AI in 2024: Welcome to the ‘new normal’ in healthcare


This past year was a pivotal one for artificial intelligence in healthcare, of course, with healthcare provider organizations participating in significant new developments that promise to transform healthcare delivery in the years to come.

The coming year promises to introduce new layers of technological and regulatory nuance as policymakers and healthcare organizations grow more sophisticated in their understanding and use of AI, and as they acclimate to the “new normal,” says Ronen Lavi, CEO and cofounder of Navina, a developer of AI technology that works with primary care data.

Healthcare IT News interviewed Lavi, who offered three trends healthcare leaders should be aware of going into 2024: one on “meaningful use” of AI, one on explainable AI and another on greater adoption of tech-enabled, advanced payment models.

Q. You have said that this year there will be early steps toward what you call “meaningful use” for AI. Please explain.

A. 2023 saw the emergence of AI into mainstream workflows across industries with the launch of OpenAI’s ChatGPT. With it, analysts predicted paradigm shifts in labor, with particular emphasis on the middle class “knowledge worker.” In medicine, we saw countless releases of AI-enabled functionalities, ranging from ambient dictation, task management and clinical decision support.

When electronic health records came to the scene, regulators responded with incentive programs to help accelerate the transition from paper to digital records, with the objective to increase interoperability, quality and safety of patient care.

With every exam room now equipped with a computer or tablet containing troves of patient information across a variety of platforms, clinicians are increasingly turning to AI-powered systems for summarization and insights.

Today, AI-powered data summarization and exploration has become increasingly accessible to clinicians. We anticipate regulators will see an opportunity to incentivize the usage of these solutions that enable “a complete view of the patient” to increase safety and quality of care.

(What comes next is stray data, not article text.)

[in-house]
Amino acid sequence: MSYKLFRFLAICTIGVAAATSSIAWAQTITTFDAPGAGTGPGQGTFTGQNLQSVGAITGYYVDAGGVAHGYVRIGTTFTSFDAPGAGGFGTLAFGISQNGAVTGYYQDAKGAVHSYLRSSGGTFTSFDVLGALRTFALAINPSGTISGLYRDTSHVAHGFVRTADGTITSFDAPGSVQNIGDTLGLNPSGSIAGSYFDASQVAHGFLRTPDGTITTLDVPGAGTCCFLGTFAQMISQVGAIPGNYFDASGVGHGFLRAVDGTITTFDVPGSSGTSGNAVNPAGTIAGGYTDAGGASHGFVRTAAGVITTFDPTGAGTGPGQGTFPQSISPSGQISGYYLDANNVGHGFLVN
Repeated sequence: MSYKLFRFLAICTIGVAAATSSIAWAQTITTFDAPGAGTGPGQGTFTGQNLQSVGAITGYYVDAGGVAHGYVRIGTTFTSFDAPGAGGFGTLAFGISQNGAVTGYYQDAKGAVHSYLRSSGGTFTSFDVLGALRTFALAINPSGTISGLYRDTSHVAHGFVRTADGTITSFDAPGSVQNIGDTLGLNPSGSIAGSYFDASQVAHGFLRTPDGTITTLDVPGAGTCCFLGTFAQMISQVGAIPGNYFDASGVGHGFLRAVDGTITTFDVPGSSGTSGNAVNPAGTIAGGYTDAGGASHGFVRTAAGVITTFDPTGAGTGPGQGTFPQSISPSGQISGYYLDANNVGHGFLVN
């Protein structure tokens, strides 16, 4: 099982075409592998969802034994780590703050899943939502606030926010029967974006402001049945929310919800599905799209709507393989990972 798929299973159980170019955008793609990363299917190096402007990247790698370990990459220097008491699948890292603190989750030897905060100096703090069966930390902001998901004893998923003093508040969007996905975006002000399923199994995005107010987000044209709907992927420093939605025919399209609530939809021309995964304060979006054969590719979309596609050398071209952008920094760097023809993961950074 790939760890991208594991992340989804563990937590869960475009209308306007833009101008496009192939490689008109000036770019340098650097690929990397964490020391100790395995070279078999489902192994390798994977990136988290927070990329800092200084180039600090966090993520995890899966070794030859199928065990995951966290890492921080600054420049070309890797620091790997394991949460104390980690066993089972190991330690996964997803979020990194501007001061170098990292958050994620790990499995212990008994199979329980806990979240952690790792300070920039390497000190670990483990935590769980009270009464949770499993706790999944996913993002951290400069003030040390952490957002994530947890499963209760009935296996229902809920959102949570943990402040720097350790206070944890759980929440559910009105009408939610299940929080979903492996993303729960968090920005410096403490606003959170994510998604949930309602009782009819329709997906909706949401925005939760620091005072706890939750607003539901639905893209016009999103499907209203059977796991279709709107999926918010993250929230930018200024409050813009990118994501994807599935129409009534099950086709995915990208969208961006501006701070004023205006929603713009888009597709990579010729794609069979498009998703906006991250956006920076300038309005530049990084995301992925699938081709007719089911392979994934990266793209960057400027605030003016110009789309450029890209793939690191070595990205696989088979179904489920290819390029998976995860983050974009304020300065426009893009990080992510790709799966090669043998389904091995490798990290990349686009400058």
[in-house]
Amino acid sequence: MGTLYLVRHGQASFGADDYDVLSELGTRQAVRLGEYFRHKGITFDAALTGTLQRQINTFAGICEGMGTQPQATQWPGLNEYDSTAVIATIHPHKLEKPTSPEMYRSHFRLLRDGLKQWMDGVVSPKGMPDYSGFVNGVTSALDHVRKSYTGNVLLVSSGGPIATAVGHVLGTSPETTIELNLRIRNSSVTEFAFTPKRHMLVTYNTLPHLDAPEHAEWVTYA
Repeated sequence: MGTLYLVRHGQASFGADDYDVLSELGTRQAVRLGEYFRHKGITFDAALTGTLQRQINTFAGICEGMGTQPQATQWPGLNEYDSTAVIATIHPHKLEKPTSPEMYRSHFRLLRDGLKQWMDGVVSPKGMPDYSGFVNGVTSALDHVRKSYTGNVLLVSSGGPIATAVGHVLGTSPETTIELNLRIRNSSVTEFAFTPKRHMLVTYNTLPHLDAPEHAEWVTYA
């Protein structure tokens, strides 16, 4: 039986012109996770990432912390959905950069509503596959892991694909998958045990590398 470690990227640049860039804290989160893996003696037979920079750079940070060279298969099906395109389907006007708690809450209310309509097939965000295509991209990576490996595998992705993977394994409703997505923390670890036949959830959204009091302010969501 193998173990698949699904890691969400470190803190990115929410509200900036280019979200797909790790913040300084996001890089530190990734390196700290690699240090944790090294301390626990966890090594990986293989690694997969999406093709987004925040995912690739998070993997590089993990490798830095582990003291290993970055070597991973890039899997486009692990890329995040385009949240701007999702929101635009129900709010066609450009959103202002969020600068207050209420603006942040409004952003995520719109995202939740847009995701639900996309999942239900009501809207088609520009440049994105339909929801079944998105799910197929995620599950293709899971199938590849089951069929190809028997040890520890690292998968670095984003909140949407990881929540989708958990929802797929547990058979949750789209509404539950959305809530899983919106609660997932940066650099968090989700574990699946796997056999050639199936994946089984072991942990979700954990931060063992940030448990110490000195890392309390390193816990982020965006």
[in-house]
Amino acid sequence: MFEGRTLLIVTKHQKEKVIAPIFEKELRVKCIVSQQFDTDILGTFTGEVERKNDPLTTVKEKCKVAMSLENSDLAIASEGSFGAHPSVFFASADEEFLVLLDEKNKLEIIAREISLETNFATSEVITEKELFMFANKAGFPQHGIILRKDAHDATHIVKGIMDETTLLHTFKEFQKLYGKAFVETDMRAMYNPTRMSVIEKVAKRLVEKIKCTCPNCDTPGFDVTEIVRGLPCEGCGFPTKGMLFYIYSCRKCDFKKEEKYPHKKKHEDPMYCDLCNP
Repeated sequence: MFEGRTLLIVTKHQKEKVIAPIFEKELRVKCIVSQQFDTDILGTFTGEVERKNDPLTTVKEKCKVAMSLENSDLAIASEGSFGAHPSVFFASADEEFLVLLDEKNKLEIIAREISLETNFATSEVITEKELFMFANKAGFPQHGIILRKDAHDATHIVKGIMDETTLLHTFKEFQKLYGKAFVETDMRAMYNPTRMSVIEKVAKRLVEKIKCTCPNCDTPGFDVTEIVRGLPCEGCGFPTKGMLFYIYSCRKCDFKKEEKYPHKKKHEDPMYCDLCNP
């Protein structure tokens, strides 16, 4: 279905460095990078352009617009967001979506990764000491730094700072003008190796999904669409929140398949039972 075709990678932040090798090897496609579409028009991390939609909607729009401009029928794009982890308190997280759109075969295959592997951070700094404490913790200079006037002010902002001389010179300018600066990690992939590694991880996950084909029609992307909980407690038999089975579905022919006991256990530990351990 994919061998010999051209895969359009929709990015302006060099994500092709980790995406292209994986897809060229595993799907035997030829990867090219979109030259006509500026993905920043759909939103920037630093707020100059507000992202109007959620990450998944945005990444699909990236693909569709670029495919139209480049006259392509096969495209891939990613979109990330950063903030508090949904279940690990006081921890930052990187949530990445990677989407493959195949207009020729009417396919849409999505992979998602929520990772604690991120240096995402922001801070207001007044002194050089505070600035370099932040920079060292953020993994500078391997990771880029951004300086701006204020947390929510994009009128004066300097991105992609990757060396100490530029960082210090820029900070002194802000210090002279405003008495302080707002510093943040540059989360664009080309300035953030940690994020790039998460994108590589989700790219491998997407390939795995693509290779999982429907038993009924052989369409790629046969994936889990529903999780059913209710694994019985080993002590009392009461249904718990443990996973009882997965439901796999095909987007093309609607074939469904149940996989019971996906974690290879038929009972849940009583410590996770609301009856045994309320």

Q. There certainly is a wariness in healthcare toward so-called “black box” systems. You suggest that in 2024 responsible, explainable AI will be king. Please elaborate.

A. During 2023, clinical and healthcare IT leaders witnessed an unprecedented number of creative examples for how to incorporate AI into clinical and administrative workflows. However, a year in, these leaders have grown more sophisticated and have developed a deeper understanding of what AI can – and cannot – do for their organizations.

While software developers continue to push the boundaries of what AI can do, when it comes to healthcare, nothing can replace the clinician-patient experience. Despite overhyped promises of systems that can overcome staffing challenges, the reality is that in a clinical setting, AI will augment rather than replace human interaction in the exam room.

A year into the hype cycle, we are well aware of the dangers associated with large language model-based AI “hallucinations.” These risks are especially profound in a healthcare environment, and clinicians are seeking ways to “de-risk” their interaction with information coming in from multiple sources and AI engines, both for patient safety and from regulatory liability perspectives.

With President Biden shining a light on regulatory responsibility in AI, we expect the AI systems that will emerge victorious in the contentious battle for clinician adoption will be those that explain AI-driven insights and enable the final verdict to be that of the clinician.

Q. On a different front, you predict the inflationary environment will lead to greater acceleration and adoption in 2024 of tech-enabled, advanced payment models. How so?

A. Amid the technological and pharmaceutical advances we saw during 2023, the third salient theme of the year was rapid inflation. The result is costs rising across labor, procedures and drugs.

2023 saw significant movement in the value-based care investment space, with Aledade securing significant financing, and Walmart allegedly in talks to acquire ChenMed as two examples. We anticipate the current trends across providers and health plans toward value-based care will only increase in an environment where every stakeholder is feeling the pressure of rising costs.

Health plans will react by further investing in programs designed to reign in total cost of care. With many health plans already involved in care delivery as “payviders,” these organizations are well positioned to continue making the push away from fee-for-service.

We anticipate hospitals and health systems faced with labor shortages and rising costs, historically lagging when it comes to value-based payment arrangements, will feel the pressure from health plans – as well as their own balance sheets – to consider accelerating the move.

To make this transition successful, healthcare leaders will seek out advanced technologies to support clinical staff tasked with new workflows and documentation requirements.

2023 saw a rapid acceleration in technology ranging from software to pharmaceuticals. 2024 promises to be a year where we witness further advancement and new dilemmas that arise from maturity and widespread adoption of these early developments. With a foggy macroenvironmental future, we anticipate healthcare will double down on total cost of care initiatives, with emphasis on tech-enabled, value-based care strategies.

Follow Bill’s HIT coverage on LinkedIn: Bill Siwicki
Email him: bsiwicki@himss.org
Healthcare IT News is a HIMSS Media publication.



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